I'm talking about information that was not disclosed as part of the proceedings in this case. As I think both Your Honors are aware, this concern was previously raised in at least one hearing and I believe in two hearings about the potential future use of discovery in grand jury materials in this case.
Additionally, the Commonwealth has concerns about items turned over under Rule 573 and/or under the Brady case, Maryland versus Brady, about the post-trial public disclosure of those materials which it's certainly a novel issue and one that I can't find any law on. But I'm aware of no provision or authority for the post-trial disclosure of discovery information of criminal investigative information that was not disclosed during the trial and yet is now being disclosed publicly. I would assert it's outside of the rules that apply to discovery and outside of the law to do so.
I think it also raises questions that are beyond the ken of this Court perhaps in conflict of interest and issues whether or not such disclosures are in the best interests of Mr. Sandusky, an odd situation for the Commonwealth to be in to be arguing the best interests of Mr. Sandusky but nonetheless one that I think may be appropriate to raise to the Courts at this time.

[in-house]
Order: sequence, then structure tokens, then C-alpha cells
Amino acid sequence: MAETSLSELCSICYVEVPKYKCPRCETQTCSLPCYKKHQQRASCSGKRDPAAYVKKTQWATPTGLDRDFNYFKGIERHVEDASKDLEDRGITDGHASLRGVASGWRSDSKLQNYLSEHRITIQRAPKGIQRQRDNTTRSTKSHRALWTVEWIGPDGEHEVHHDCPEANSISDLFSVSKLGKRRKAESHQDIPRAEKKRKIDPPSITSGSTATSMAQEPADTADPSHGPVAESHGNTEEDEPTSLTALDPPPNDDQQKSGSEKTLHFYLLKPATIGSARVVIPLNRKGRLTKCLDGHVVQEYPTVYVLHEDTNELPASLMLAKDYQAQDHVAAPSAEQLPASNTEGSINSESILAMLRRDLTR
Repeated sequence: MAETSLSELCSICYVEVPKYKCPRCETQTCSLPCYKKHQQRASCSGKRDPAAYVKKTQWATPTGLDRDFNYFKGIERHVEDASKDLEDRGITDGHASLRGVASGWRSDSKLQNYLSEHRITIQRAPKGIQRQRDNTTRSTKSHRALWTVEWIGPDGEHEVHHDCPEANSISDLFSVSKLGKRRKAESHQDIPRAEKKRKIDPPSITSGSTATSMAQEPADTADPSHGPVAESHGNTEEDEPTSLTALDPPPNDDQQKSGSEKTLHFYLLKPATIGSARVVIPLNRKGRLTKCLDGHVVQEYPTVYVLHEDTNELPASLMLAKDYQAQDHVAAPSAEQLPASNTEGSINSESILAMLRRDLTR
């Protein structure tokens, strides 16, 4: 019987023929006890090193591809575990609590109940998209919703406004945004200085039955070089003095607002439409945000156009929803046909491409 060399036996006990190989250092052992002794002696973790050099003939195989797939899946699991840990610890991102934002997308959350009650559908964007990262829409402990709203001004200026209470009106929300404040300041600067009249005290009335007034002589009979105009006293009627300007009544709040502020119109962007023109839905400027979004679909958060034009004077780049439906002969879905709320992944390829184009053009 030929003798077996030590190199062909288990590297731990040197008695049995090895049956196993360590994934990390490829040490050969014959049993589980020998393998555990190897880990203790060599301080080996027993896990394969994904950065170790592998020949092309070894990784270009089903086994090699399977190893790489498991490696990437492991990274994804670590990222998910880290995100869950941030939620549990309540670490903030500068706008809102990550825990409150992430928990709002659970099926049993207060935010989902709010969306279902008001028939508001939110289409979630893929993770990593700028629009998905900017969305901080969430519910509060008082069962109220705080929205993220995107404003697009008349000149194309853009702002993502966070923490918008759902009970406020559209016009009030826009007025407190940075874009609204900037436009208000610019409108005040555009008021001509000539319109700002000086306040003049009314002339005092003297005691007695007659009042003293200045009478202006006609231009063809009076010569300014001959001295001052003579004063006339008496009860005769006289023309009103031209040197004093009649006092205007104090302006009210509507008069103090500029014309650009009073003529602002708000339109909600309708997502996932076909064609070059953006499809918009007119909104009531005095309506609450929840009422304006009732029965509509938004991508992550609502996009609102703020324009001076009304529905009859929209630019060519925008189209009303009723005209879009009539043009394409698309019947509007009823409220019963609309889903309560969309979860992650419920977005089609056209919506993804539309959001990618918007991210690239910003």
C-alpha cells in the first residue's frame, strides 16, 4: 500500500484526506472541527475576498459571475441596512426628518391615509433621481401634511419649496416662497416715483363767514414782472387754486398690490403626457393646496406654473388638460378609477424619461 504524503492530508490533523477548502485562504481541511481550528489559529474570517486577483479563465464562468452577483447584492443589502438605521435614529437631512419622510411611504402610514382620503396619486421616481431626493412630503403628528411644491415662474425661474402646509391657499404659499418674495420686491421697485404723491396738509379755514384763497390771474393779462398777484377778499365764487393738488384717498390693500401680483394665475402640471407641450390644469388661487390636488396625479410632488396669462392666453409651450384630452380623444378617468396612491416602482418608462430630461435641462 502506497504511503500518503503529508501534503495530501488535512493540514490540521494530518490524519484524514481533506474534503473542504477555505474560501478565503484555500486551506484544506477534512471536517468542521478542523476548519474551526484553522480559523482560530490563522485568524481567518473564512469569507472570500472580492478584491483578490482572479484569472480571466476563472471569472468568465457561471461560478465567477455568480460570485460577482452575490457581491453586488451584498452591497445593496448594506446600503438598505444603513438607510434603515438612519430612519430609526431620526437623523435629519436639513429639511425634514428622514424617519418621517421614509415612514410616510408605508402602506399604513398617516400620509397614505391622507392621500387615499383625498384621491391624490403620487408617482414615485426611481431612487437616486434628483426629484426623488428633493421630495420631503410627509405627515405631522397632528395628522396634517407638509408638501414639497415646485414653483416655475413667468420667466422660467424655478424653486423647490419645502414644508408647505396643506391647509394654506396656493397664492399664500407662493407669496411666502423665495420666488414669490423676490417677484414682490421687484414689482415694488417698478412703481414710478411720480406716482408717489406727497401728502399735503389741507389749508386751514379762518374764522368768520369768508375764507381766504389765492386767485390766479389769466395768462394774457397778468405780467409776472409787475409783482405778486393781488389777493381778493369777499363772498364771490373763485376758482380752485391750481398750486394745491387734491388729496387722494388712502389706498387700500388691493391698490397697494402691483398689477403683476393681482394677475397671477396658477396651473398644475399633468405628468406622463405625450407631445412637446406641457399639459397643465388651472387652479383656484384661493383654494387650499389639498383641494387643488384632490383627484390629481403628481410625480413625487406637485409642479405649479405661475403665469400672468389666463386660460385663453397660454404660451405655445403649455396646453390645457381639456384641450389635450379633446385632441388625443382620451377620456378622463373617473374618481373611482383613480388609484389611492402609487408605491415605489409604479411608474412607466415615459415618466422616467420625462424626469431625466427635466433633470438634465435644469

It's the Commonwealth's desire-obviously, it's ultimately up to the Courts, but it's the Commonwealth's desire that inquiry be made and about these disclosures, how they occurred, and some control, if possible, be asserted over any future disclosures of either the discovery information or grand jury information that are in the possession of the defense.
The Commonwealth is willing to provide and able to provide testimony, for example, about our procedures and the controls that we have had over the taped interview of Matthew Sandusky. We believe we can state very clearly who had copies, how our copies were maintained and secured.

N.T. 6/26/12 at 4-7.

Attorney Amendola responded to Chief Deputy Attorney Fina's comments, in relevant part, as follows:

I can tell both Your Honors I haven't shared the information I received from the Commonwealth with anybody. It's still in my files.